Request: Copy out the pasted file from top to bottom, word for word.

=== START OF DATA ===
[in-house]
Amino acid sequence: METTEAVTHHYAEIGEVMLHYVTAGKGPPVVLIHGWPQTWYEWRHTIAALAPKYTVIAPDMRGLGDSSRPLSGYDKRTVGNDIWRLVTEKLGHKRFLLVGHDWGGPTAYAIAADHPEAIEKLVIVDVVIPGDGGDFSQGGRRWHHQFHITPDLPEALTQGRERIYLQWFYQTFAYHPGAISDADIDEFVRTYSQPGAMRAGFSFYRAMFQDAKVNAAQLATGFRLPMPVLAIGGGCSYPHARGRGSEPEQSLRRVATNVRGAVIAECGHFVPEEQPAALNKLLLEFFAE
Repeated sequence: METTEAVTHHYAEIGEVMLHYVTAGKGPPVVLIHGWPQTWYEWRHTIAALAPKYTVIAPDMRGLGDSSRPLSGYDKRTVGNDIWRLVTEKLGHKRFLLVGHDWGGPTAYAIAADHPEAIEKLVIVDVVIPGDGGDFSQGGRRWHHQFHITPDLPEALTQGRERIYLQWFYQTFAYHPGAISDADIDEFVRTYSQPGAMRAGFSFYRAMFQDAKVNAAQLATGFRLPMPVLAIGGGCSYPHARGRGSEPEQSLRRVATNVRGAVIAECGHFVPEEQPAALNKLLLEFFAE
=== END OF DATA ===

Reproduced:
[in-house]
Amino acid sequence: METTEAVTHHYAEIGEVMLHYVTAGKGPPVVLIHGWPQTWYEWRHTIAALAPKYTVIAPDMRGLGDSSRPLSGYDKRTVGNDIWRLVTEKLGHKRFLLVGHDWGGPTAYAIAADHPEAIEKLVIVDVVIPGDGGDFSQGGRRWHHQFHITPDLPEALTQGRERIYLQWFYQTFAYHPGAISDADIDEFVRTYSQPGAMRAGFSFYRAMFQDAKVNAAQLATGFRLPMPVLAIGGGCSYPHARGRGSEPEQSLRRVATNVRGAVIAECGHFVPEEQPAALNKLLLEFFAE
Repeated sequence: METTEAVTHHYAEIGEVMLHYVTAGKGPPVVLIHGWPQTWYEWRHTIAALAPKYTVIAPDMRGLGDSSRPLSGYDKRTVGNDIWRLVTEKLGHKRFLLVGHDWGGPTAYAIAADHPEAIEKLVIVDVVIPGDGGDFSQGGRRWHHQFHITPDLPEALTQGRERIYLQWFYQTFAYHPGAISDADIDEFVRTYSQPGAMRAGFSFYRAMFQDAKVNAAQLATGFRLPMPVLAIGGGCSYPHARGRGSEPEQSLRRVATNVRGAVIAECGHFVPEEQPAALNKLLLEFFAE